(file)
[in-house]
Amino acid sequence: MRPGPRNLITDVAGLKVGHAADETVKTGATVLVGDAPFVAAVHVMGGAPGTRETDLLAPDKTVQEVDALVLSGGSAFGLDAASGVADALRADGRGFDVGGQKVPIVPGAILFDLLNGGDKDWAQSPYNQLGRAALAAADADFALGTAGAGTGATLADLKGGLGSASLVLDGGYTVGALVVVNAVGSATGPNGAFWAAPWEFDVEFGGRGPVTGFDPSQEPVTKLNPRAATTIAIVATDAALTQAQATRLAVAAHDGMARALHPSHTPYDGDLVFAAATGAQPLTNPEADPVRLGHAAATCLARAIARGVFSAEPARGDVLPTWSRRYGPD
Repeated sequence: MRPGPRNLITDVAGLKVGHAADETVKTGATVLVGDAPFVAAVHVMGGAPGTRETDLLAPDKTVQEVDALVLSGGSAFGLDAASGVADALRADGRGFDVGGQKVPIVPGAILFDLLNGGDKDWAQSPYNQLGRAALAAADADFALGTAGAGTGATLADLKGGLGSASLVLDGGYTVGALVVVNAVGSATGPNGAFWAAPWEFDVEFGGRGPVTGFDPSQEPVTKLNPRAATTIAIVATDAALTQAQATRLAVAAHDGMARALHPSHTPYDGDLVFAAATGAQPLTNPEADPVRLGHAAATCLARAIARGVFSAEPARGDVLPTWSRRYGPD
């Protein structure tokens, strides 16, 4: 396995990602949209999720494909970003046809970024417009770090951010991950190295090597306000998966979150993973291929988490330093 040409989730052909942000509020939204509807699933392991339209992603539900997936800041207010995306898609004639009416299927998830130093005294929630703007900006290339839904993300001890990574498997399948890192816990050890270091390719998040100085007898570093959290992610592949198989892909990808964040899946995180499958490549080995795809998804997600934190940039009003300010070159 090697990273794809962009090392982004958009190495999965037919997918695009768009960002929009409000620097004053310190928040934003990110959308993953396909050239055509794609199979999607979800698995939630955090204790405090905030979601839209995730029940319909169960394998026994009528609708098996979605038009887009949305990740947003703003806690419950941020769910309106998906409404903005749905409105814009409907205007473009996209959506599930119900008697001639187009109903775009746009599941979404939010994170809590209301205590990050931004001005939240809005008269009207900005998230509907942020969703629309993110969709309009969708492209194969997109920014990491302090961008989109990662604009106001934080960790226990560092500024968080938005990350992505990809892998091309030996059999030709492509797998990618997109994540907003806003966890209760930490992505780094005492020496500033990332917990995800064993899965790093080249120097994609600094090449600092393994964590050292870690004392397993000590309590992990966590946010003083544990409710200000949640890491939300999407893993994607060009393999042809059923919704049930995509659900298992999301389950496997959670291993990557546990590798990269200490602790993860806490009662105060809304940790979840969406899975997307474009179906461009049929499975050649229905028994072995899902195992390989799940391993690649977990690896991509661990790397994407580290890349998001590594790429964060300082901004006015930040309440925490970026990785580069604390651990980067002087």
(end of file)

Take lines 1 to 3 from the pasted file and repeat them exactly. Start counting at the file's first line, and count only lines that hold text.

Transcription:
[in-house]
Amino acid sequence: MRPGPRNLITDVAGLKVGHAADETVKTGATVLVGDAPFVAAVHVMGGAPGTRETDLLAPDKTVQEVDALVLSGGSAFGLDAASGVADALRADGRGFDVGGQKVPIVPGAILFDLLNGGDKDWAQSPYNQLGRAALAAADADFALGTAGAGTGATLADLKGGLGSASLVLDGGYTVGALVVVNAVGSATGPNGAFWAAPWEFDVEFGGRGPVTGFDPSQEPVTKLNPRAATTIAIVATDAALTQAQATRLAVAAHDGMARALHPSHTPYDGDLVFAAATGAQPLTNPEADPVRLGHAAATCLARAIARGVFSAEPARGDVLPTWSRRYGPD
Repeated sequence: MRPGPRNLITDVAGLKVGHAADETVKTGATVLVGDAPFVAAVHVMGGAPGTRETDLLAPDKTVQEVDALVLSGGSAFGLDAASGVADALRADGRGFDVGGQKVPIVPGAILFDLLNGGDKDWAQSPYNQLGRAALAAADADFALGTAGAGTGATLADLKGGLGSASLVLDGGYTVGALVVVNAVGSATGPNGAFWAAPWEFDVEFGGRGPVTGFDPSQEPVTKLNPRAATTIAIVATDAALTQAQATRLAVAAHDGMARALHPSHTPYDGDLVFAAATGAQPLTNPEADPVRLGHAAATCLARAIARGVFSAEPARGDVLPTWSRRYGPD